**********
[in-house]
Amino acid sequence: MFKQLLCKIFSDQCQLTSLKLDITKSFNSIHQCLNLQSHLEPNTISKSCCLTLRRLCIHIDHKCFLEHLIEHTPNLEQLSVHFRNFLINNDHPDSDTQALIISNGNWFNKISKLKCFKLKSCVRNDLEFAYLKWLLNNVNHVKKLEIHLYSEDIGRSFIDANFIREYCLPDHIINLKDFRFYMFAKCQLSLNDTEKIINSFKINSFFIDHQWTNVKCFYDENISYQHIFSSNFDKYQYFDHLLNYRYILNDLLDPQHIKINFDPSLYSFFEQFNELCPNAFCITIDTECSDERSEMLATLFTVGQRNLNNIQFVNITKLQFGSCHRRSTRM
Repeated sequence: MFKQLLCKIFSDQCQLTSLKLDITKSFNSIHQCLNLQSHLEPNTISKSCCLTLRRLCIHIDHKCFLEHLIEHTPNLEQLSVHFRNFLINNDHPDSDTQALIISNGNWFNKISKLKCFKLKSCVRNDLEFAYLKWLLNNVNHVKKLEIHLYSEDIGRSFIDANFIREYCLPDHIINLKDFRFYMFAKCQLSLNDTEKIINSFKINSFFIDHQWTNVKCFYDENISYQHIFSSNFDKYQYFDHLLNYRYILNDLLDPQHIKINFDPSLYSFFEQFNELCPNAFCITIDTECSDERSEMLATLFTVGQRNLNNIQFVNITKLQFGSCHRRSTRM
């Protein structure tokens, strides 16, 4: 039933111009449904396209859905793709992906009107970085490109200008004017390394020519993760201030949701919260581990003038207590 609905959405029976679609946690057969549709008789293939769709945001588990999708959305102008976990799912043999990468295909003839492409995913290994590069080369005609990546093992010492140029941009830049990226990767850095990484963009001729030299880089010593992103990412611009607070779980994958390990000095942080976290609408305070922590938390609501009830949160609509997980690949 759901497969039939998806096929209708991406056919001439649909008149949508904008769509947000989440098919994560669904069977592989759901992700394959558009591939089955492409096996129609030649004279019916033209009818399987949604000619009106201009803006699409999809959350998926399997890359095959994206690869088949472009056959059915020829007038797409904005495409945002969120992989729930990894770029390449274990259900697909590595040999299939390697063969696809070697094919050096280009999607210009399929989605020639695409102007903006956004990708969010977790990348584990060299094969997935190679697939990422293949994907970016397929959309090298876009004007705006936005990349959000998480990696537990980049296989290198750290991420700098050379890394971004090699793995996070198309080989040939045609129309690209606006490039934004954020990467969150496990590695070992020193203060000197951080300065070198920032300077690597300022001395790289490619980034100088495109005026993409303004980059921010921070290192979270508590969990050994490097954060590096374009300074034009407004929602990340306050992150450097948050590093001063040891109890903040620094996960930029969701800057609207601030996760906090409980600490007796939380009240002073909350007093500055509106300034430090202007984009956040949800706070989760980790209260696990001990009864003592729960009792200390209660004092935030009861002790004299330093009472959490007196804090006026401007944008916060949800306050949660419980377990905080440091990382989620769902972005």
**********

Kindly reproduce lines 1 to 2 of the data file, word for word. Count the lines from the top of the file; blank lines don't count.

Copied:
[in-house]
Amino acid sequence: MFKQLLCKIFSDQCQLTSLKLDITKSFNSIHQCLNLQSHLEPNTISKSCCLTLRRLCIHIDHKCFLEHLIEHTPNLEQLSVHFRNFLINNDHPDSDTQALIISNGNWFNKISKLKCFKLKSCVRNDLEFAYLKWLLNNVNHVKKLEIHLYSEDIGRSFIDANFIREYCLPDHIINLKDFRFYMFAKCQLSLNDTEKIINSFKINSFFIDHQWTNVKCFYDENISYQHIFSSNFDKYQYFDHLLNYRYILNDLLDPQHIKINFDPSLYSFFEQFNELCPNAFCITIDTECSDERSEMLATLFTVGQRNLNNIQFVNITKLQFGSCHRRSTRM